Money in Crisis: How To Rebuild Your Savings After a Natural Disaster or Other Emergency

Worried couple feeling frustrated while have to pay their bills over Internet.
skynesher /

Building up an emergency fund is one of the smartest things you can do with your money. If you lose your job, wreck your car or get hit with any other expensive surprise, those savings can help you get through it and avoid racking up debt. But what do you do when that emergency forces you to start from scratch?

Eating through your savings during a financial rough patch can be a frustrating situation. But remember: That’s what the money was for. You’re going to be OK — and your savings can be rebuilt. Here’s what to do.

Set an Attainable Goal

Before you get started on replenishing your savings, it’s important to come up with a plan first. “Don’t set a goal for yourself that you know you won’t be able to achieve — you’ll end up frustrated,” said Paul Sundin, a CPA and tax strategist at Estate CPA. Instead, start small (and realistic). 

For example, instead of saying, “I need to save up $10,000 ASAP,” try focusing on saving one month’s expenses. Once you’ve accomplished that, set your sights on another month of savings. It may take some time, but you’ll eventually get back to that $10,000 you started with.

Assess (or Start) Your Budget

Once you know how much money you need to save, get your budget in order so you have a road map for getting there. “Start by reviewing your financial accounts and make sure you know where you stand in terms of your net worth, or assets minus liabilities,” said Brittney Castro, a CFP with Mint. Then see how your savings goal fits into the equation. 

Investing for Everyone

If you need some help, a free personal finance app like Mint can do the heavy lifting by compiling your transactions, providing a snapshot of your net worth, creating custom budgets and tracking your progress. “By using your budget as your tool, you can find a plan to help you save more by eliminating unnecessary spending or increasing your earnings,” Castro said.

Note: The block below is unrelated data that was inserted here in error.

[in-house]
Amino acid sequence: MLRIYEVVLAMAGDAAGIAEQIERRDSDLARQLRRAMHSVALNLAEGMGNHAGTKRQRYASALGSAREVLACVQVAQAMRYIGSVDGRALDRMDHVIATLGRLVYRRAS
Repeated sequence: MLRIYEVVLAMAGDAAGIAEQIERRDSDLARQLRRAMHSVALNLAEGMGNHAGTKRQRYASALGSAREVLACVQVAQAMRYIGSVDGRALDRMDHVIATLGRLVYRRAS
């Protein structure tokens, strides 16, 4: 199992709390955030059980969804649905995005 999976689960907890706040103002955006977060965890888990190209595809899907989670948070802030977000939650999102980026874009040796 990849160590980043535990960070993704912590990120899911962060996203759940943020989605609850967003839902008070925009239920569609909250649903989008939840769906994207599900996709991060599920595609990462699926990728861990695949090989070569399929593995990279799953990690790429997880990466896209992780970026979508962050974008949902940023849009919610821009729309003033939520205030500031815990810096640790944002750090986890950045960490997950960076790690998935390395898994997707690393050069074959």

Cut Unnecessary Spending

Speaking of cutting spending, it’s a painful but crucial step in the process. Look for ways to reduce your discretionary spending (hint: that’s nonessential expenses that take up a big chunk of your income). Maybe you can buy in bulk and try meal prepping. Or downgrade your streaming services to include ads. Maybe ditch your car for public transportation or move to a smaller apartment. The level of sacrifice you take to reach your savings goal is up to you.

Keep in mind that you don’t have to live on less forever. The goal is to beef up your savings as quickly as possible so you have that financial safety net in the event of another hardship. 

Take a Break From Your 401(k)

Though you’ve probably heard that saving for retirement should be a top priority, it’s OK to put your retirement savings on pause while you get your short-term savings back on track. If your employer offers a match, it’s smart to contribute the minimum to earn it (hello, free money), but don’t worry about saving any more than that until you have an emergency savings fund again. 

Consider a Side Hustle

If you want to supercharge your savings, a good way to do it is by increasing your income. But that doesn’t necessarily mean picking up overtime or a second job. “Consider looking for a side gig that allows you to earn some extra money to replenish your savings,” Castro said. You don’t even need a special skill or talent to do it. “Nowadays, there are a myriad of ways to make some extra cash on the side, like selling items you don’t need anymore on consignment, working as a virtual assistant, nannying on the weekend, freelance writing, dog walking – you name it,” she added. One thing to keep in mind, though: You may need to set aside some of your extra earnings for taxes.

Investing for Everyone

Put Unexpected Money Directly Into Savings

Whether you get a bonus at work, a refund at tax time or a generous birthday check, use the unexpected windfall to bolster your savings. “As tempting as it may be to use the money to treat yourself, you shouldn’t,” Sundin said. Instead, he said, use the opportunity to be strategic. “If you keep it up, you’ll be surprised at how fast you can replenish your savings.”

More From GOBankingRates


See Today's Best
Banking Offers